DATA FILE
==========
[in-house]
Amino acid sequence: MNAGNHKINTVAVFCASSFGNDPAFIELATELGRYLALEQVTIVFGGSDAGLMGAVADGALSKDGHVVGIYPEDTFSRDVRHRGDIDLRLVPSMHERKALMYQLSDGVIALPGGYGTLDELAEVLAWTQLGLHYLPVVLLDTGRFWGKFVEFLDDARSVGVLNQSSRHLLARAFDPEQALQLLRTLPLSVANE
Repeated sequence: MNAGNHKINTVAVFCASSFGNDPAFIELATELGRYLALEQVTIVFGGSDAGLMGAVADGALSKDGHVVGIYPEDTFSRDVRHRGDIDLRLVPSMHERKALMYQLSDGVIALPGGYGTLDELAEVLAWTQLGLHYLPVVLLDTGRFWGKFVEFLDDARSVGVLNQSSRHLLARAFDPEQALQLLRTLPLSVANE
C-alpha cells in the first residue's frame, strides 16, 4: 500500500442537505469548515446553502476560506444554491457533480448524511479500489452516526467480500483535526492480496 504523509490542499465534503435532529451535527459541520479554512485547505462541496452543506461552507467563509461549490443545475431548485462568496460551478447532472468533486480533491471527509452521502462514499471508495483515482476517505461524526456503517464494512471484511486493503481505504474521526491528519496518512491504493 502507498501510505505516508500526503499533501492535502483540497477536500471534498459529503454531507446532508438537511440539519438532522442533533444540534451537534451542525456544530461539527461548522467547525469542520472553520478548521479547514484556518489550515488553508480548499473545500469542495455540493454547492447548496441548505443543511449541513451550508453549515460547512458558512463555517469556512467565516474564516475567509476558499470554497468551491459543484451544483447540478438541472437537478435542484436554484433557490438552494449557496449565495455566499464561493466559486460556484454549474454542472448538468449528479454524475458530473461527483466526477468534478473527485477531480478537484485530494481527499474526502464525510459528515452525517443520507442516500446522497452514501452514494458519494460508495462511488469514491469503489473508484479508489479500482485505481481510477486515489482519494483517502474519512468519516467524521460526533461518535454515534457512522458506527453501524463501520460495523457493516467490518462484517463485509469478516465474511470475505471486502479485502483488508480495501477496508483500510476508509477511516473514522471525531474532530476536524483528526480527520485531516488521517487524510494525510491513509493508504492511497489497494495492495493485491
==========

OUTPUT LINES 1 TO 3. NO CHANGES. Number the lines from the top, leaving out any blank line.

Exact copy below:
[in-house]
Amino acid sequence: MNAGNHKINTVAVFCASSFGNDPAFIELATELGRYLALEQVTIVFGGSDAGLMGAVADGALSKDGHVVGIYPEDTFSRDVRHRGDIDLRLVPSMHERKALMYQLSDGVIALPGGYGTLDELAEVLAWTQLGLHYLPVVLLDTGRFWGKFVEFLDDARSVGVLNQSSRHLLARAFDPEQALQLLRTLPLSVANE
Repeated sequence: MNAGNHKINTVAVFCASSFGNDPAFIELATELGRYLALEQVTIVFGGSDAGLMGAVADGALSKDGHVVGIYPEDTFSRDVRHRGDIDLRLVPSMHERKALMYQLSDGVIALPGGYGTLDELAEVLAWTQLGLHYLPVVLLDTGRFWGKFVEFLDDARSVGVLNQSSRHLLARAFDPEQALQLLRTLPLSVANE